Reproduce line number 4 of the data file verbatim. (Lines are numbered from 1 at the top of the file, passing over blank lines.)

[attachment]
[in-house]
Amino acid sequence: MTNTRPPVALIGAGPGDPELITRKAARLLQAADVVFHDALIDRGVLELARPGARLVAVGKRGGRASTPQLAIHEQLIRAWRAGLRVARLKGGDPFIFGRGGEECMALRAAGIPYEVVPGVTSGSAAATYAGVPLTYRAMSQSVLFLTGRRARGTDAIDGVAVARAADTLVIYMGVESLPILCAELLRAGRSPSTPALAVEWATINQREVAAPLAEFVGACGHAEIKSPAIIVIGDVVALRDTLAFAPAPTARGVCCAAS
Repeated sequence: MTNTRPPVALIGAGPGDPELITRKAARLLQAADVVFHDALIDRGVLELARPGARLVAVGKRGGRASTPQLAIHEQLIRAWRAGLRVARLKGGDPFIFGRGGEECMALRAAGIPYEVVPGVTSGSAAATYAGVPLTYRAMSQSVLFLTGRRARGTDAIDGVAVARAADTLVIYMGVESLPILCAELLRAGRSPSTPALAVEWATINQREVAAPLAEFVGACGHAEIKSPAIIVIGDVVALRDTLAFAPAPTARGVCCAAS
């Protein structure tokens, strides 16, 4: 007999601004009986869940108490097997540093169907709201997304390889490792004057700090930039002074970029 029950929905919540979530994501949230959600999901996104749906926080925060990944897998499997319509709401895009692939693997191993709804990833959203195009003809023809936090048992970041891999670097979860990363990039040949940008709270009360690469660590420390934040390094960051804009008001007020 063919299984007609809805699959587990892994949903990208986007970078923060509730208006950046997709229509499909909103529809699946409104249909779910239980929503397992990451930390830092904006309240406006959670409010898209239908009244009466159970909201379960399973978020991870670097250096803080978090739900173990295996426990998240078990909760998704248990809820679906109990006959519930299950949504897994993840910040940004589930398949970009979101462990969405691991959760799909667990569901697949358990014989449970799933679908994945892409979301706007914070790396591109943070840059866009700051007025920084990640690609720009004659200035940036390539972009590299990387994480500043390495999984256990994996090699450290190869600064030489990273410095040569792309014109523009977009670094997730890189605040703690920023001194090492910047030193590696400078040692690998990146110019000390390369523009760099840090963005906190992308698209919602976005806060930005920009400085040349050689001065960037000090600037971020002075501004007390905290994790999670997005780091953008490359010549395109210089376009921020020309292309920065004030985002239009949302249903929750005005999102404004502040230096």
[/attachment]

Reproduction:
């Protein structure tokens, strides 16, 4: 007999601004009986869940108490097997540093169907709201997304390889490792004057700090930039002074970029 029950929905919540979530994501949230959600999901996104749906926080925060990944897998499997319509709401895009692939693997191993709804990833959203195009003809023809936090048992970041891999670097979860990363990039040949940008709270009360690469660590420390934040390094960051804009008001007020 063919299984007609809805699959587990892994949903990208986007970078923060509730208006950046997709229509499909909103529809699946409104249909779910239980929503397992990451930390830092904006309240406006959670409010898209239908009244009466159970909201379960399973978020991870670097250096803080978090739900173990295996426990998240078990909760998704248990809820679906109990006959519930299950949504897994993840910040940004589930398949970009979101462990969405691991959760799909667990569901697949358990014989449970799933679908994945892409979301706007914070790396591109943070840059866009700051007025920084990640690609720009004659200035940036390539972009590299990387994480500043390495999984256990994996090699450290190869600064030489990273410095040569792309014109523009977009670094997730890189605040703690920023001194090492910047030193590696400078040692690998990146110019000390390369523009760099840090963005906190992308698209919602976005806060930005920009400085040349050689001065960037000090600037971020002075501004007390905290994790999670997005780091953008490359010549395109210089376009921020020309292309920065004030985002239009949302249903929750005005999102404004502040230096």